Example codes: variational MERA

Please look at the readme page if you have not done so already. Here we present an implementation of the variational energy minimization algorithm for a scale-invariant MERA, which can be applied to study ground states of quantum critical systems on infinite D=1 dimensional lattices. Also included is an implementation of the algorithms  for extracting conformal data from a scale-invariant MERA. These codes utilize a  modified binary MERA, one of the more useful MERA implementations for practical purposes, which has the following properties: 


  • Computational cost: O(χ^7)


  • Based on a 2-site unit cell (A-B pattern)

  • Easy implementation of spatial reflection symmetry

  • Two isometries wv and one disentangler u at each level

What are Tensor Networks used for?

Fundamentally, tensor networks serve to represent sets of correlated data, the nature of which can depend on the application in question. Some common applications include:

  • the study quantum many-body systems, where tensor networks are used to encode the coefficients of a state wavefunction.

  • the study classical many-body systems, where tensor networks are used to encode statistical ensembles of microstates (i.e. the partition function).

  • big data analytics, where tensor networks can represent multi-dimensional data arising in diverse branches such as signal processing, neuroscience, bio-metrics, pattern recognition etc. 

Quick algorithm explanation:

The goal of the algorithm is to optimize a MERA tensor network such that the corresponding wavefunction |Ψ> best approximates the ground state of a Hamiltonian H. This is achieved by varying the individual tensors as to minimize the energy, E = <Ψ|H|Ψ>.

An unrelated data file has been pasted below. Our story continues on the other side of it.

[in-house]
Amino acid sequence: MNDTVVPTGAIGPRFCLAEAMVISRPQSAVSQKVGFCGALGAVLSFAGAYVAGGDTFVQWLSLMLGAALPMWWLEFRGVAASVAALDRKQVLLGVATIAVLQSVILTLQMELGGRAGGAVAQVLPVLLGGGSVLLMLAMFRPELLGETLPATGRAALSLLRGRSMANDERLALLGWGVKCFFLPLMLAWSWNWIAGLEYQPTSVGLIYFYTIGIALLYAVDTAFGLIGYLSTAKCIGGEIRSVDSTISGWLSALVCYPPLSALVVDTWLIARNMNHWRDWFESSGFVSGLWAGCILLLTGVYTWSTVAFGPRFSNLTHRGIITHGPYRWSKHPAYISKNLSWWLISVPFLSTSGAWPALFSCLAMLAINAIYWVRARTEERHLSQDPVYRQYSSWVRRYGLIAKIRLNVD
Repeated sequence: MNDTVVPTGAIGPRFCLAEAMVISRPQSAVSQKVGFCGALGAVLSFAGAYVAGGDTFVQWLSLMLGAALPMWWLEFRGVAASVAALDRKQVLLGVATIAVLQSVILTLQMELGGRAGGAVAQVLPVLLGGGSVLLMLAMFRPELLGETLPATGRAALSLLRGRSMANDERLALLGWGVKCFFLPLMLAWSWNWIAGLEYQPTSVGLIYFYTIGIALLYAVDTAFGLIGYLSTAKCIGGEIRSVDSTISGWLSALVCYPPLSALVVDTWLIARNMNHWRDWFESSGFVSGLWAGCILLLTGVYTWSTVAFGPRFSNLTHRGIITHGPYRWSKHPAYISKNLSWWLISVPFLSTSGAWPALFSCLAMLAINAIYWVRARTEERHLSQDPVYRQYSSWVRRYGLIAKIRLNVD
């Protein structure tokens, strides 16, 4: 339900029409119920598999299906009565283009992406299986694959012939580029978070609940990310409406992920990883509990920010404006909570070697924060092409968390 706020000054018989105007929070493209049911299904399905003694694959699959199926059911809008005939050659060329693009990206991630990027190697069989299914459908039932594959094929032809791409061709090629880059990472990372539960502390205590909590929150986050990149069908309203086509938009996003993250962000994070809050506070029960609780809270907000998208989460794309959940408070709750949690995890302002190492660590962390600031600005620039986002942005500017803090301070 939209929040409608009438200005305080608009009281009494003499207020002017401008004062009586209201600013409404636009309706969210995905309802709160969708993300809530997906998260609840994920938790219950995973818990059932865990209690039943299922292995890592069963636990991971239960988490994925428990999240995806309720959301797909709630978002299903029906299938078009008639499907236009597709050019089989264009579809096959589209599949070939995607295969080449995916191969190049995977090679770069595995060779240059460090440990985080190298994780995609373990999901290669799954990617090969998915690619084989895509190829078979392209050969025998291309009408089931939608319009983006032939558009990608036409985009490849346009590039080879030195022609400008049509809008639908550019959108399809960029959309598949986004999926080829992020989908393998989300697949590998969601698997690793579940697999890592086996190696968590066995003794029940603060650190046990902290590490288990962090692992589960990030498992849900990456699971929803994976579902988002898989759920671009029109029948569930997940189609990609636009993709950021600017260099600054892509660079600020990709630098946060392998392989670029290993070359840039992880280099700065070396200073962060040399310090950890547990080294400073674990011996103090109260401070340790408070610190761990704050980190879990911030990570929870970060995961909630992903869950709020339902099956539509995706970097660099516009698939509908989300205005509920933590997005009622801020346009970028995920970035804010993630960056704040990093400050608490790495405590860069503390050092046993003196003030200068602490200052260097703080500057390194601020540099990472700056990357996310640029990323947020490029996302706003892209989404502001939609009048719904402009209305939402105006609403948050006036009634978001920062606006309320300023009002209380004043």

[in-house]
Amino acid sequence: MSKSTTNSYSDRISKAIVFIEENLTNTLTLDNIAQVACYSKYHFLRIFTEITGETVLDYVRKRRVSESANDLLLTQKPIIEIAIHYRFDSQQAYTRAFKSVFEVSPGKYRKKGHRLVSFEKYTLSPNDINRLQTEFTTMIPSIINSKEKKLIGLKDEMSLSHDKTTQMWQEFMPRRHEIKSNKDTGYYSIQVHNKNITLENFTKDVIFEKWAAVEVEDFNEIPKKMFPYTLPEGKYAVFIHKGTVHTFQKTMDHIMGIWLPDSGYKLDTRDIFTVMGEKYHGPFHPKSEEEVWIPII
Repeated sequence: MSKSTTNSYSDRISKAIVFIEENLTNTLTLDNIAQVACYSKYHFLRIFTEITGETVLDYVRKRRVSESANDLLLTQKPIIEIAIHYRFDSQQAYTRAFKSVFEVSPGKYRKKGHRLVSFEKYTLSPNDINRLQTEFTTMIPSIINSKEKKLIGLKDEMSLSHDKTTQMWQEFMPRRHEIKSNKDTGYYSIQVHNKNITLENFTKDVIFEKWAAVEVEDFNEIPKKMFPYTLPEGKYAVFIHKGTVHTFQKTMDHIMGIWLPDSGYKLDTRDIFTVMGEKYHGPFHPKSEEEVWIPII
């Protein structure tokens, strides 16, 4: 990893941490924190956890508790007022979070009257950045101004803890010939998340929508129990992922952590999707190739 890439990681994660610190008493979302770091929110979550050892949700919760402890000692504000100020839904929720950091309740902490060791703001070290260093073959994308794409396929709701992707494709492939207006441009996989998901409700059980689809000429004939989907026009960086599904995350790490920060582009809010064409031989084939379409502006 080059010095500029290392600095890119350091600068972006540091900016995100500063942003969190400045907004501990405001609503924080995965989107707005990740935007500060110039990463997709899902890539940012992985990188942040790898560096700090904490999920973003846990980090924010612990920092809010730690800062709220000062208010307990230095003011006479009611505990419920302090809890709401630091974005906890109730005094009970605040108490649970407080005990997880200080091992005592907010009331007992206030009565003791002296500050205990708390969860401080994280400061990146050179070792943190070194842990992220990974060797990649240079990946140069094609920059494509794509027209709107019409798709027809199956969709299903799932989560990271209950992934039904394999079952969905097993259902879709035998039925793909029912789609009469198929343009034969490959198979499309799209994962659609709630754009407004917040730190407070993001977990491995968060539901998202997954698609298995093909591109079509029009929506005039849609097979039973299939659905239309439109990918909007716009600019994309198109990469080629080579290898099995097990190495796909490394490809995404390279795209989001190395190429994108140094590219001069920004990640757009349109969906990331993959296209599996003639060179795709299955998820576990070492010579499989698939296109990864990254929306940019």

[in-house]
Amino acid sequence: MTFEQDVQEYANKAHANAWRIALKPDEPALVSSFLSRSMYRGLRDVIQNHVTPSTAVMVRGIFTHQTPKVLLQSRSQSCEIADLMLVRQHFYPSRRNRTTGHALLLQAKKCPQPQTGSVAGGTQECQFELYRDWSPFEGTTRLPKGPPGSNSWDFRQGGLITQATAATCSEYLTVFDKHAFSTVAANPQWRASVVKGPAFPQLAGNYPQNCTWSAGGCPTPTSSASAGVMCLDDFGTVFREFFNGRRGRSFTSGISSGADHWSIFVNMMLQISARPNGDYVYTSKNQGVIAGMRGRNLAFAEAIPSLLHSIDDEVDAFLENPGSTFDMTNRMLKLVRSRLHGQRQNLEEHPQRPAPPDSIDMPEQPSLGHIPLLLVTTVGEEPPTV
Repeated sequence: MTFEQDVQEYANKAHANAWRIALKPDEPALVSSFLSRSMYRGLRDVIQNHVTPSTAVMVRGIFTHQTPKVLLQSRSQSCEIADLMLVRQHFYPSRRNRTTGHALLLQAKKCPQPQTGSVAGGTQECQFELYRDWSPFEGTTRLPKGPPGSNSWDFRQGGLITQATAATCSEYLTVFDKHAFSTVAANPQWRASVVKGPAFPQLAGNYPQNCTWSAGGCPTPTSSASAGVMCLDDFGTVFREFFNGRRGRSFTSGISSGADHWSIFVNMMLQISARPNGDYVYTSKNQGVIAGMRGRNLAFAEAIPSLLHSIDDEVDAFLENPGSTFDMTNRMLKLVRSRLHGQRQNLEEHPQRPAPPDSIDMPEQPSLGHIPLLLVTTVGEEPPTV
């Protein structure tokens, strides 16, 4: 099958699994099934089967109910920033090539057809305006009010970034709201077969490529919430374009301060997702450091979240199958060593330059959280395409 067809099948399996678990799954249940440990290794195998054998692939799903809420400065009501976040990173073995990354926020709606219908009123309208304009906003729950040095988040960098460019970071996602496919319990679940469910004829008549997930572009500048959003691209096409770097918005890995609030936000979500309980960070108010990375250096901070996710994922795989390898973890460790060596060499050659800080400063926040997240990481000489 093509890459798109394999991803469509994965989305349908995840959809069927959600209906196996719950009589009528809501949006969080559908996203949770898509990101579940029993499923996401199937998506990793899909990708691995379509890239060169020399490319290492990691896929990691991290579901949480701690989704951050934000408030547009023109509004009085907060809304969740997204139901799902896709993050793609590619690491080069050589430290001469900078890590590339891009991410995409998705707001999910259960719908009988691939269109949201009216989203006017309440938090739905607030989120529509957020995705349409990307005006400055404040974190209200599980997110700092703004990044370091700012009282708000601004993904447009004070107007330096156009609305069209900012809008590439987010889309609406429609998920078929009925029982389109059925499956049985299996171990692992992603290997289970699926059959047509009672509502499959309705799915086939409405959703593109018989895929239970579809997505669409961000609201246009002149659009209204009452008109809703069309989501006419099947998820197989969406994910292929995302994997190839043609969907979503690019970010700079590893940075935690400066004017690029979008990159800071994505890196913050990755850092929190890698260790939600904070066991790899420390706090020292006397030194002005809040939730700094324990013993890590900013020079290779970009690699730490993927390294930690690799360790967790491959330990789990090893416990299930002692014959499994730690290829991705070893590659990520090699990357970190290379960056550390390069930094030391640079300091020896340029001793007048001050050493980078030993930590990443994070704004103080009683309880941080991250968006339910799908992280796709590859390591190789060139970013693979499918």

• the optimization is based upon single tensor updates, where only a single tensor is changed during an update step.

  • the update of a single tensor is accomplished by first computing its linearized environment with respect to <Ψ|H|Ψ>; the single tensor is then chosen to minimize its energy with respect to this environment.

  • the update steps are organized into a sweep over all layers of the MERA, such that all tensors are updated once during each iteration. The update sweeps are iterated until the energy is sufficiently converged.

  • after the MERA is optimized, a separate routine is run to extract its conformal data, via an analysis of the scaling operators and their fusion relations.

Network structure:
Energy contributions:
Index ordering conventions:
Reflection symmetry constraints:
Isometric constraints:
Code examples:
Variational energy minimization (function file):
Extraction of conformal data (function file):
Initialization (script):
'mainVarMERA' benchmark:

Method: scale-invariant MERA, bond dimension χ = 12

Test problem: 1D transverse Ising model at criticality (on an infinite lattice)

Running time: approx 10 mins

Quantities computed: ground energy density, scaling dimensions, OPE coefficients

Typical results:

Error in ground energy density (MERA): approx 3e-8


Scaling dimensions (MERA): [0, 0.1248, 0.997, 1.120, 1.120, 1.90, 1.90, 1.95, 1.96]

Scaling dimensions (exact):  [0, 0.1250, 1.000, 1.125, 1.125, 2.00, 2.00, 2.00, 2.00]

OPE coefficient (MERA): C(epsilon,sigma,sigma) = 0.5005

OPE coefficient (exact): C(epsilon,sigma,sigma) =  0.5000

Site maintained by:

Glen Evenbly (www.glenevenbly.com)

Email: contact@tensors.net